Eliminate the Department of Education
"The Department of Education is a great, burbling vat of waste," says the National Review, and since it spends tens of billions of dollars annually with no measurable benefit, it should be eliminated.
"The Department of Education is a great, burbling vat of waste," says the National Review, and since it spends tens of billions of dollars annually with no measurable benefit, it should be eliminated. "The Education Department has done more than waste money. Busy bureaucrats have created reams of paperwork for teachers and administrators, pushed dubious curricula, such as bilingual education, and adopted manifold extra-educational missions. The department’s website lists hundreds of programs that bear little to no relation to schooling, including the 'Spinal Cord Injuries Model Systems Program,' the 'Small Business Innovation Research Program,'...No one checks. There is no accountability. There are no consequences for failure, except perhaps requests for even greater funding next year."
Delay, deny and deflect were the strategies Facebook has used to navigate scandals it's faced in recent years, according to the New York Times.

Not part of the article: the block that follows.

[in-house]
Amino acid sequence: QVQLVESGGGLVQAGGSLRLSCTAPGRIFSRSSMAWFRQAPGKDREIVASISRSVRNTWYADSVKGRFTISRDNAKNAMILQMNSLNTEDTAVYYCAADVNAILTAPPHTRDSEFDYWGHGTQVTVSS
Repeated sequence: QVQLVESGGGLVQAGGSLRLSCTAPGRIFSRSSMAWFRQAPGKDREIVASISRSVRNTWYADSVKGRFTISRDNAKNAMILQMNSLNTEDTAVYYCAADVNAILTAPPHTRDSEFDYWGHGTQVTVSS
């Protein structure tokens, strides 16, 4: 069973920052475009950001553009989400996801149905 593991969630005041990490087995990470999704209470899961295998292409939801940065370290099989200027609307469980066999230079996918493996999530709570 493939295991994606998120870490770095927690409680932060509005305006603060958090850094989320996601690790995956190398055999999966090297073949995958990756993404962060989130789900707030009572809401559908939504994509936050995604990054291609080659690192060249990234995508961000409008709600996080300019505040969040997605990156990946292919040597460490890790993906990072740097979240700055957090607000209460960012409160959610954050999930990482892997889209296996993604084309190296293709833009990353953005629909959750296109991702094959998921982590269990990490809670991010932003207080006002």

- The exhaustive report is based on interviews with more than 50 people with ties to the company.
- It outlines how senior executives misled the public and lawmakers in regards to what it had discovered about privacy breaches and Russian interference in U.S. politics.
- On Thursday, Facebook cut ties with one of the companies, Definers Public Relations, listed in the report.
Protected animals are feared to be headed for the black market.
Dogs' floppy ears may be part of why they and other domesticated animals love humans so much.
- Nearly all domestic animals share several key traits in addition to friendliness to humans, traits such as floppy ears, a spotted coat, a shorter snout, and so on.
- Researchers have been puzzled as to why these traits keep showing up in disparate species, even when they aren't being bred for those qualities. This is known as "domestication syndrome."
- Now, researchers are pointing to a group of a cells called neural crest cells as the key to understanding domestication syndrome.
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